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God Is Not Great : How Religion Poisons…

God Is Not Great : How Religion Poisons Everything (2007)

by Christopher Hitchens

Other authors: See the other authors section.

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5,796147733 (3.88)149
Recently added byedwinabnous, muskurov, WojtekM, xtranophilist, private library, e-zReader, adamren, edkotarski

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» See also 149 mentions

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Showing 1-5 of 141 (next | show all)
Worth rereading
  FredKinley | Apr 9, 2016 |
If you love Hitch, don't miss his latest withering take on religious belief and its institutions. As criticism goes, God Is Not Great is scathing and unforgiving. But since it's Christopher Hitchens we're talking about here, it's all in a day's work for him. ( )
  Daniel.Estes | Feb 29, 2016 |
Wonderful book. Hitchens seems to achieve the same in his writing that Chomsky does in his political books - the weight of facts and research are laid out and it is up to the reader to decide whether their beliefs are vindicated or need moderation, the author (on the whole) does not get in the way. Admittedly Hitchens is a little more aggressive than Chomsky, but only a little and he can be forgiven his few moments of anger for having produced a wide-ranging and exceptionally well-researched book. I only wish I could remember half of these clinical dissections when discussing religion with others but, alas, my brain is not Hitchens-like, (mores the pity). ( )
  MartynChuzz | Feb 22, 2016 |
Sharp, witty and extremely well-thought out arguments against the institution of religion, belief and faith. ( )
  rosielibrarian | Feb 19, 2016 |
I have the audio version of this as well (because Christopher Hitchens lends his own voice to it, and why wouldn't he?), and it's my favorite book of its kind. It delves into specific religions, especially the ones more familiar to Western readers, but also to the idea of religion in and of itself. As always, I learned something from it that I hadn't before. If anything, it helped me understand myself as a person and my own beliefs. ( )
  Michael_Rose | Jan 10, 2016 |
Showing 1-5 of 141 (next | show all)
Observers of the Christopher Hitchens phenomenon have been expecting a book about religion from him around now. But this impressive and enjoyable attack on everything so many people hold dear is not the book we were expecting. . . He has written, with tremendous brio and great wit, but also with an underlying genuine anger, an all-out attack on all aspects of religion.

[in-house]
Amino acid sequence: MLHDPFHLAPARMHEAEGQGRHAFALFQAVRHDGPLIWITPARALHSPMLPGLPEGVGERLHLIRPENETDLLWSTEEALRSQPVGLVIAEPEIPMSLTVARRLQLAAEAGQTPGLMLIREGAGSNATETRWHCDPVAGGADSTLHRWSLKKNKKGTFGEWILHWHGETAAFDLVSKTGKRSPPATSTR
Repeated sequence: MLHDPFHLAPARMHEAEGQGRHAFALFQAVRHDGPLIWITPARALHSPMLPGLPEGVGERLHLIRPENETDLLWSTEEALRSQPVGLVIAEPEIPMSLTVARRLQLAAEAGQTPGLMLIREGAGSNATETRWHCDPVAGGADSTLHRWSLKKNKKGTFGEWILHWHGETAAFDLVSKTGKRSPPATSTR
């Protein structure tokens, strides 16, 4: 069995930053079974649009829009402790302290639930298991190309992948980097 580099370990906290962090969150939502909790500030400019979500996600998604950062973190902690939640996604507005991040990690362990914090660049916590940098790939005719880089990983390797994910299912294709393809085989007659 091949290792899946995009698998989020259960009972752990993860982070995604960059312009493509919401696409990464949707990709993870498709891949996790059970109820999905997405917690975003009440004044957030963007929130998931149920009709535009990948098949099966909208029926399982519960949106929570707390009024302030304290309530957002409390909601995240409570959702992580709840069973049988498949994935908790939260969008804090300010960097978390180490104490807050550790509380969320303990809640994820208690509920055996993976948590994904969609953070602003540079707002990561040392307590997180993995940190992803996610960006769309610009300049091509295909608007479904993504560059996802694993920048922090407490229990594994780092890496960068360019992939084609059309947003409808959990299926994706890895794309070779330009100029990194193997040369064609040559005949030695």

A positive review

» Add other authors (10 possible)

Author nameRoleType of authorWork?Status
Christopher Hitchensprimary authorall editionsconfirmed
de Vicq, Fearn CutlerDesignersecondary authorsome editionsconfirmed
Witte, PaulTranslatorsecondary authorsome editionsconfirmed
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Oh, wearisome condition of humanity,
Born under one law, to another bound;
Vainly begot, and yet forbidden vanity,
Created sick, commanded to be sound.
-Fulke Greville, Mustapha
And do you think that unto such as you
A maggot-minded, starved, fanatic crew
God gave a secret, and denied it me?
Well, well - what matters it? Believe that, too!
-The Rubaiyat of Omar Khayyam
(Richard Le Gallienne translation)
Peacefully they will die, peacefully they will expire in your name, and beyond the grave they will find only death. But we will keep the secret, and for their own happiness we will entice them with a heavenly and eternal reward.
-The Grand Inquisitor to his "Savior" in
The Brothers Karamazov
For Ian McEwan
In serene recollection of
La Refulgencia
First words
If the intended reader of this book should want to go beyond disagreement with its author and try to identify the sins and deformities that animated him to write it (and I have certainly noticed that those who publicly affirm charity and compassion and forgiveness are often inclined to take this course), then he or she will not just be quarreling with the unknowable and ineffable creator who - presumably - opted to make me this way.
The voice of Reason is soft. But it is very persistent.
And here is the point, about myself and my co-thinkers. Our belief is not a belief. Our principles are not a faith. We do not rely solely upon science and reason, because these are necessary rather than sufficient factors, but we distrust anthing that contradicts science or outrages reason. ("Putting it Mildly")
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Amazon.com Product Description (ISBN 0446579807, Hardcover)

In the tradition of Bertrand Russell's Why I Am Not a Christian and Sam Harris's recent bestseller, The End of Faith, Christopher Hitchens makes the ultimate case
against religion. With a close and erudite reading of the major religious texts, he documents the ways in which religion is a man-made wish, a cause of dangerous sexual repression, and a distortion of our origins in the cosmos. With eloquent clarity, Hitchens frames the argument for a more secular life based on science and
reason, in which hell is replaced by the Hubble Telescope's awesome view of the universe, and Moses and the burning bush give way to the beauty and symmetry
of the double helix.

(retrieved from Amazon Thu, 12 Mar 2015 18:19:04 -0400)

(see all 3 descriptions)

"A case against religion and a description of the ways in which religion is man-made"--Provided by the publisher.

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